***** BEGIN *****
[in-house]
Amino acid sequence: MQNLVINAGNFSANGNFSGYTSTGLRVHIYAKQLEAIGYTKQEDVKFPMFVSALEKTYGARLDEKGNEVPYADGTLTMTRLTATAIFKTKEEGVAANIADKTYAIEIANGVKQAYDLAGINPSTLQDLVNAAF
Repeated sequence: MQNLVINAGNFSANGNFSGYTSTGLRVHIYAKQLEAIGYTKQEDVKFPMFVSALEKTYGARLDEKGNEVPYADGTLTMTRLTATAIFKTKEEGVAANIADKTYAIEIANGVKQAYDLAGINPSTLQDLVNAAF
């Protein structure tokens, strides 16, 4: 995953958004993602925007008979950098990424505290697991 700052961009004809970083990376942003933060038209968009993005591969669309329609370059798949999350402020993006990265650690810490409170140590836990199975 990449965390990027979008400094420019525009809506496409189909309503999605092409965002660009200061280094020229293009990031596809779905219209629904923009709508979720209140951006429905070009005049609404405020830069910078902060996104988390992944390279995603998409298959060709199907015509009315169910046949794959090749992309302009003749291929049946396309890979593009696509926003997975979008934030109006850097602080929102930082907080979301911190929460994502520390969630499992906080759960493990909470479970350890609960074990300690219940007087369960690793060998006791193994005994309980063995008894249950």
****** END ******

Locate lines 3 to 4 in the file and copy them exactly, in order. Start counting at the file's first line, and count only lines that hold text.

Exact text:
Repeated sequence: MQNLVINAGNFSANGNFSGYTSTGLRVHIYAKQLEAIGYTKQEDVKFPMFVSALEKTYGARLDEKGNEVPYADGTLTMTRLTATAIFKTKEEGVAANIADKTYAIEIANGVKQAYDLAGINPSTLQDLVNAAF
């Protein structure tokens, strides 16, 4: 995953958004993602925007008979950098990424505290697991 700052961009004809970083990376942003933060038209968009993005591969669309329609370059798949999350402020993006990265650690810490409170140590836990199975 990449965390990027979008400094420019525009809506496409189909309503999605092409965002660009200061280094020229293009990031596809779905219209629904923009709508979720209140951006429905070009005049609404405020830069910078902060996104988390992944390279995603998409298959060709199907015509009315169910046949794959090749992309302009003749291929049946396309890979593009696509926003997975979008934030109006850097602080929102930082907080979301911190929460994502520390969630499992906080759960493990909470479970350890609960074990300690219940007087369960690793060998006791193994005994309980063995008894249950």